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Why You Need to Explore Your Kid’s Social-Media World

I joined a group from our church recently to walk through the streets of Lexington, Kentucky.

This was for the Lexington Mural Challenge Scavenger Hunt in which participants had to find specific murals out of the hundreds painted on the sides of buildings, in alleys, up and down streets, throughout the city.

Each mural has a story and each story is a part of what makes Lexington the city that it is.

Our church hosted the walk through the city as part of our Lex Get Together activities aimed at helping people who are new to the city get to know it better and those who are old to the city to learn something new.

We figure there’s no better way to get to know a place and the people who live there than to explore it, engage with it and experience it.

This is also the reason that I have an Instagram account.

You see, I’m the mother of an almost 15-year-old. Her “city” is Instagram. Her “streets” are the people she follows. Her “murals” are found in that lovely search feature at the bottom of the screen. And her community is found in the multiple group conversations she is a part of.

Each image has a story and each story is a part of what makes her world what it is.

Realistically, I know this is, like everything, a phase that she is going through, an experiential stage common to most kids her age.

I don’t think that for the rest of her life she will “live” there; for now, it’s where she is interacting with people on a daily basis.

And I need to be there. I need to be on her streets and in her community. I need to understand viral videos, trending memes and the language that is spoken.

More than that, I need to be aware of the messages that are given and received, not so that I can control them, but so I can have a conversation about them.

Our church plant recognizes that to minister effectively to those in the city of Lexington to whom we feel called, it’s important for us to experience the culture and engage with the environment.

Our children and youth are our first ministry, but if we are not where they are, if we are not engaged, not experiencing their world, we will have a much more difficult time having conversations that lead to discipleship and faith formation.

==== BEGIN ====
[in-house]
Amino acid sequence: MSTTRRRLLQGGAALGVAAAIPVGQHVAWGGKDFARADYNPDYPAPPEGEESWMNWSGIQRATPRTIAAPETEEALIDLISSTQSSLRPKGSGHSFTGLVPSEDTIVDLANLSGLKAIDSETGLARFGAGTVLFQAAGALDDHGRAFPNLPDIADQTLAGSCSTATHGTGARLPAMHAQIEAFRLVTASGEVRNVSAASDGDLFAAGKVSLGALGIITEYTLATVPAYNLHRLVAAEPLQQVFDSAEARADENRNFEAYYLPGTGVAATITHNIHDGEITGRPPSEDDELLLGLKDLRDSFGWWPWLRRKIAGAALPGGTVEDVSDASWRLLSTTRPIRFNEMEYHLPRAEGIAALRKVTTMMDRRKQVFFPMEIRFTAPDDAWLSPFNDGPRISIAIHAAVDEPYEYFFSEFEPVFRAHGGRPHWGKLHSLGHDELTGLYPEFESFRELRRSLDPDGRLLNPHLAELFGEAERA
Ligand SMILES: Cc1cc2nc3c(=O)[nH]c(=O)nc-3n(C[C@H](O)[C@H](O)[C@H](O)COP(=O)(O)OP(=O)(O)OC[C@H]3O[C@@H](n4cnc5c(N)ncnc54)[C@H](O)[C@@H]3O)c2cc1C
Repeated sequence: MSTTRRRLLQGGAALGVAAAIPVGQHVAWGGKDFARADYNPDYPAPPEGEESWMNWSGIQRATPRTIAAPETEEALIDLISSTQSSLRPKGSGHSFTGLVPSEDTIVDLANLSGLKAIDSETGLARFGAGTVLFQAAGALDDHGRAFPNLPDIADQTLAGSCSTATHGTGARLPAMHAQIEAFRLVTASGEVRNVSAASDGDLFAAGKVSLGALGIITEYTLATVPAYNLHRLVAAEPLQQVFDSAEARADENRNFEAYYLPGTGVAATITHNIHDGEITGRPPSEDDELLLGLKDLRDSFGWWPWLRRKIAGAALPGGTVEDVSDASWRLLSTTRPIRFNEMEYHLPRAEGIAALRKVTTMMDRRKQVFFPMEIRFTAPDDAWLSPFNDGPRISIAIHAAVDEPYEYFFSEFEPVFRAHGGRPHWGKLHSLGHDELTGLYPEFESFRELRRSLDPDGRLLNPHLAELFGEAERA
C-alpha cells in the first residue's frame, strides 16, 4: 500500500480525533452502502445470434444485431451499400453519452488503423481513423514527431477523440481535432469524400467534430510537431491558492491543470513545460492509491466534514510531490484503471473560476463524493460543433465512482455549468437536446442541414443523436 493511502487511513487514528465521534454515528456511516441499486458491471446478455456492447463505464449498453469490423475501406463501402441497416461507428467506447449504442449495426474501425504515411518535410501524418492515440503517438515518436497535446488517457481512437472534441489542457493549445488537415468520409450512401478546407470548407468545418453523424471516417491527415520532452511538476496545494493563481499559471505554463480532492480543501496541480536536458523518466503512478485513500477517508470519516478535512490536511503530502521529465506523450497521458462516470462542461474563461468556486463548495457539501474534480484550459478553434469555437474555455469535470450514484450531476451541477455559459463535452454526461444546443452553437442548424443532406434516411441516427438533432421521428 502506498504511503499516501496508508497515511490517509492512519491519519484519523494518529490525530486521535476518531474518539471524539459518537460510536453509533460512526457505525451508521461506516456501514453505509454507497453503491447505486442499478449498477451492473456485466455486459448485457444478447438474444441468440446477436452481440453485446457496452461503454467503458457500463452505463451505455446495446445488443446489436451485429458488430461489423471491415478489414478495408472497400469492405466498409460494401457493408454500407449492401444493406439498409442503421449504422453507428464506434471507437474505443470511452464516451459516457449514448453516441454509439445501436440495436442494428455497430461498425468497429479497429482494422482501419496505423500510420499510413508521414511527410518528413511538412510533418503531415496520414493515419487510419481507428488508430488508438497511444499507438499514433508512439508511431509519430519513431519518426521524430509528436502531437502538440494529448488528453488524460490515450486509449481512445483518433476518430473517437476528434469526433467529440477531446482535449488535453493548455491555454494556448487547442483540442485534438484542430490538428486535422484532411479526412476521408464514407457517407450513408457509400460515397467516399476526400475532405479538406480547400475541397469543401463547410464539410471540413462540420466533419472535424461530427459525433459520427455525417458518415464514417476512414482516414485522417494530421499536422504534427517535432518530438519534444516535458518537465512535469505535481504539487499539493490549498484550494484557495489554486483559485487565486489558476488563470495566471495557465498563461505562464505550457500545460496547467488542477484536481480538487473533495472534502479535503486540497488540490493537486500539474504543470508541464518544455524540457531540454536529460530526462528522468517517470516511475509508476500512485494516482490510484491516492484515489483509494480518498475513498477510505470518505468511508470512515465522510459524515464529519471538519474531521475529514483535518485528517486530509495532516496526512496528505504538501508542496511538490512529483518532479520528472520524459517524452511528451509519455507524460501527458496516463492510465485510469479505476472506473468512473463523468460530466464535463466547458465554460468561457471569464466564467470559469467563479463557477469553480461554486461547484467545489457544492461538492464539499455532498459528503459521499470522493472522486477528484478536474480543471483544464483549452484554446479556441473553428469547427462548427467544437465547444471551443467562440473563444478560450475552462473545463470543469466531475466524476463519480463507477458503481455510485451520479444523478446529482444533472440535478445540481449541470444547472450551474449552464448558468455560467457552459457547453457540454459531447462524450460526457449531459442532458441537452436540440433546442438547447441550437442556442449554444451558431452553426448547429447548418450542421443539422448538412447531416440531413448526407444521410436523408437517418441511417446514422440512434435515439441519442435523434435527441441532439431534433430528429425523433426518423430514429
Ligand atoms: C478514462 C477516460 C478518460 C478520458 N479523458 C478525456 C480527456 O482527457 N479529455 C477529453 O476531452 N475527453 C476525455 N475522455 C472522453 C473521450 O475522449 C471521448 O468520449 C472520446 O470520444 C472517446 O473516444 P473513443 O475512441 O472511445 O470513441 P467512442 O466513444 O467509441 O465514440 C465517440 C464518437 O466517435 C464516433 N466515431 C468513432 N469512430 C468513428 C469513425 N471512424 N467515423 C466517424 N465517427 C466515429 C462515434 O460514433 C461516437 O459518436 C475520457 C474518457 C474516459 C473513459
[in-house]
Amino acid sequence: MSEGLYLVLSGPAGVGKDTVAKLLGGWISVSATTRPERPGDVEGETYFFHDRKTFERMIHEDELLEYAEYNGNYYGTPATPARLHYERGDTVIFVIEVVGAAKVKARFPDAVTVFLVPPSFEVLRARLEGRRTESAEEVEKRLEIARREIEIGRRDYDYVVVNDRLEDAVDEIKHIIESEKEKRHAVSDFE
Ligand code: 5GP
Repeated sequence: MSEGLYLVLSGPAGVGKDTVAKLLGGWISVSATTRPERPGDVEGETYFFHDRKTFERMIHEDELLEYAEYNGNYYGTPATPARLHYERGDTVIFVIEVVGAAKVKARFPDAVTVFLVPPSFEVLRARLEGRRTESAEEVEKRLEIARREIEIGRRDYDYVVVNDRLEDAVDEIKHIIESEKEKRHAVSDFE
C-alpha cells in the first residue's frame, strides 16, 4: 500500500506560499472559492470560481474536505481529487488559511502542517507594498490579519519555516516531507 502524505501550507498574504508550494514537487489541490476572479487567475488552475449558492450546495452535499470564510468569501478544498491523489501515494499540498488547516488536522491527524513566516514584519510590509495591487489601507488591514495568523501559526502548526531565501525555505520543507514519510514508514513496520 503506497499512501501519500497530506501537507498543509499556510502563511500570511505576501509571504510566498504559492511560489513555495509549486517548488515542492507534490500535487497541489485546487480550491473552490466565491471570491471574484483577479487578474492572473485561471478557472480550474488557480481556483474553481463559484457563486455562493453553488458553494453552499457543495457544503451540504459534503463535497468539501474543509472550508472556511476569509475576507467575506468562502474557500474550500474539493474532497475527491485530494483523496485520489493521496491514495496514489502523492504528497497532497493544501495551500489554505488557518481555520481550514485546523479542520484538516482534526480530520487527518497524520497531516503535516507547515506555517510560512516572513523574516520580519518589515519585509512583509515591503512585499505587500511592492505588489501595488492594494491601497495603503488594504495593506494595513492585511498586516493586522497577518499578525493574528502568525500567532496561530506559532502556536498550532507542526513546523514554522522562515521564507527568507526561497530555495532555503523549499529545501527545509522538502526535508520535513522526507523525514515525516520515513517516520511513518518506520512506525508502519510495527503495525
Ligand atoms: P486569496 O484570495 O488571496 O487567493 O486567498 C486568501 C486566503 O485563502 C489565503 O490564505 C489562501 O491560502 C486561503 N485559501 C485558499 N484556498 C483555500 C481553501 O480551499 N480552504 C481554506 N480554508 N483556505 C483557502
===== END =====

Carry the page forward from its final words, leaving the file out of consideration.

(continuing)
I still get made fun of by my girls for being old and not getting things, but that doesn’t deter me from remaining engaged and aware.

If I’m willing to walk the streets of a city so I can know it better, I’m definitely willing to scroll through a social media app to know my children better.

It is challenging to be where our kids are, to be present and aware. Here are a few ways that I’ve found helpful:

  • Ask questions like, “Have you seen anything interesting lately?” and “What’s new on Instagram?”
  • For younger children, let them sit with you and see how you interact with people. Teach them healthy ways to engage digitally with you because one day, even if it’s after they leave your home, they will engage.
  • Establish the culture of loving God and loving others in all areas of life, including the digital one, so that even when you are not there, they will be able to approach technology in godly, responsible ways.

In our home, we have limited to one location the social-media world to which our older kids have access so that it is easier for us to engage and interact.

Each family understandably needs to find their own rhythm and guidelines, but whatever those end up being, just make sure you are there.

Discipleship at home is more than family devotions and Bible stories before bedtime.

It’s intentionally welcoming Christ into every area of our lives and looking for opportunities to grow our faith no matter where we are and helping our children to see him.

Editor’s note: A longer version of this article first appeared on her website, Refocus Ministry, and is used with permission.

Christina Embree

Christina Embree is a church planter with Plowshares Brethren in Christ in Lexington, Kentucky. She is a graduate of Wesley Seminary with a Master of Arts degree in ministry focusing on family, youth and children’s ministry.